$class = str_replace('.php','', basename(__FILE__));
  $class::main();
}

And to actually debug it (assuming that the above test class is stored in tests/lib and is naturally named FooClassTest.php), I type:

$ cd tests
$ php5d libs/FooClassTest.php

And to run it under PHPUnit, it’s works just as you’re used to already.

/E

Using CodeIgniter migrations with PHPUnit

Even some of the CodeIgniter developers are not especially happy about how Migrations are implemented in the current version. Never the less, if you have a CodeIgniter 2.x code base that you want to write unit tests for, you may want to use them.

In a PHPUnit test class, you can use setUp() and tearDown() methods to prepare, run fixtures, create mock objects or whatever else you need to do. Since testing always should be targeted at a test database, one of the things I do is to run migrations. In the setUp() method, I execute migrations to create tables and insert data, in the tearDown() function, I do the opposite. Something like this:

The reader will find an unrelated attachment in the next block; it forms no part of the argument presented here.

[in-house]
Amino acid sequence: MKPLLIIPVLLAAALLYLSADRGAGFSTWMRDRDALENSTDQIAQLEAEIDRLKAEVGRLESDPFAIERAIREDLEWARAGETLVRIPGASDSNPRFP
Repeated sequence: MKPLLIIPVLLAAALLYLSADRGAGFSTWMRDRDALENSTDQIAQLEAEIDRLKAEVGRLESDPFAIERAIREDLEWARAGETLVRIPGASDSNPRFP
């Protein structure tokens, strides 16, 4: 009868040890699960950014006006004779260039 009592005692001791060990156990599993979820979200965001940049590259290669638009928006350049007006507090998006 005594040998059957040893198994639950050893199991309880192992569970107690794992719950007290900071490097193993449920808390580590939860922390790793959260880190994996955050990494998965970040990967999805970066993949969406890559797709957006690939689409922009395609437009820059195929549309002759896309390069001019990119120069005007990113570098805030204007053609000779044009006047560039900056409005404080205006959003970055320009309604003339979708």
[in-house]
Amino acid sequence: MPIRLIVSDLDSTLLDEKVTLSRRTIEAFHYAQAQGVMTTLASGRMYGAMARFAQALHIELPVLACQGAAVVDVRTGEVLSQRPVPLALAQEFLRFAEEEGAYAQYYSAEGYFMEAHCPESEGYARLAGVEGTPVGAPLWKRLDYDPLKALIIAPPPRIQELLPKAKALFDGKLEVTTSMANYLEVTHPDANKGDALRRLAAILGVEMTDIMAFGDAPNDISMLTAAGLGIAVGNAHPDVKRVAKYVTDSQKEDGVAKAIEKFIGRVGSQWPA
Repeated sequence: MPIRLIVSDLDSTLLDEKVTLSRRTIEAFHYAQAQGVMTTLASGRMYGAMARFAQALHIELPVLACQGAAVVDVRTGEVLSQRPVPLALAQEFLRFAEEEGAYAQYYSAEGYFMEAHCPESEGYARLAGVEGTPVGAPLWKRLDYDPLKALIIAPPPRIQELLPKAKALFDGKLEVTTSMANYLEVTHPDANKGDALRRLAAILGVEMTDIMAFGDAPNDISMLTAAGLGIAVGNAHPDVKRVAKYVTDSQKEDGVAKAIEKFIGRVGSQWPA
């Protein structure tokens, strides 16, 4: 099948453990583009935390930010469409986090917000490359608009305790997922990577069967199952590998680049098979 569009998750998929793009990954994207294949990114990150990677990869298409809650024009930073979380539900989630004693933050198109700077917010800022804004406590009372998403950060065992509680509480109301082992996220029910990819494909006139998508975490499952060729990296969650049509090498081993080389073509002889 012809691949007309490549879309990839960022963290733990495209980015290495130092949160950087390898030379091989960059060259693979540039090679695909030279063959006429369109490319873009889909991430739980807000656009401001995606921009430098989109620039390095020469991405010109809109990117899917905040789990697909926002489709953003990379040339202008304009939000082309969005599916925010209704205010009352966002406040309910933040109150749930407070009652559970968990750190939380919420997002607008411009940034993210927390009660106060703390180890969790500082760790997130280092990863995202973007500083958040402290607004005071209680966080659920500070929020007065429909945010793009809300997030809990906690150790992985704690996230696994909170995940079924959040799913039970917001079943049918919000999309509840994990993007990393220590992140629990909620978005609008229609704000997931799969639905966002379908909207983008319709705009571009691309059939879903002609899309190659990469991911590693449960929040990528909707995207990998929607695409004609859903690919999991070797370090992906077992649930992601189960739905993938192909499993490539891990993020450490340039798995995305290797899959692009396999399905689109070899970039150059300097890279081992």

public function __construct($name = NULL, array $data = array(), $dataName = '')
{
	parent::__construct($name, $data, $dataName);
	$this->CI->load->library('migration');
}

public function setUp()
{
	this->CI->migration->version(3);
}

public function tearDown()
{ 
	$this->CI->migration->version(0);
}

Please note: Calling migrations from the setUp() or tearDown() functions may or may not be a very bright idea. It depends a lot on how you organize your tests. setUp() and tearDown() are called once before/after every individual test function in your test class, so static methods setUpBeforeClass() and tearDownAfterClass() may be a lot better: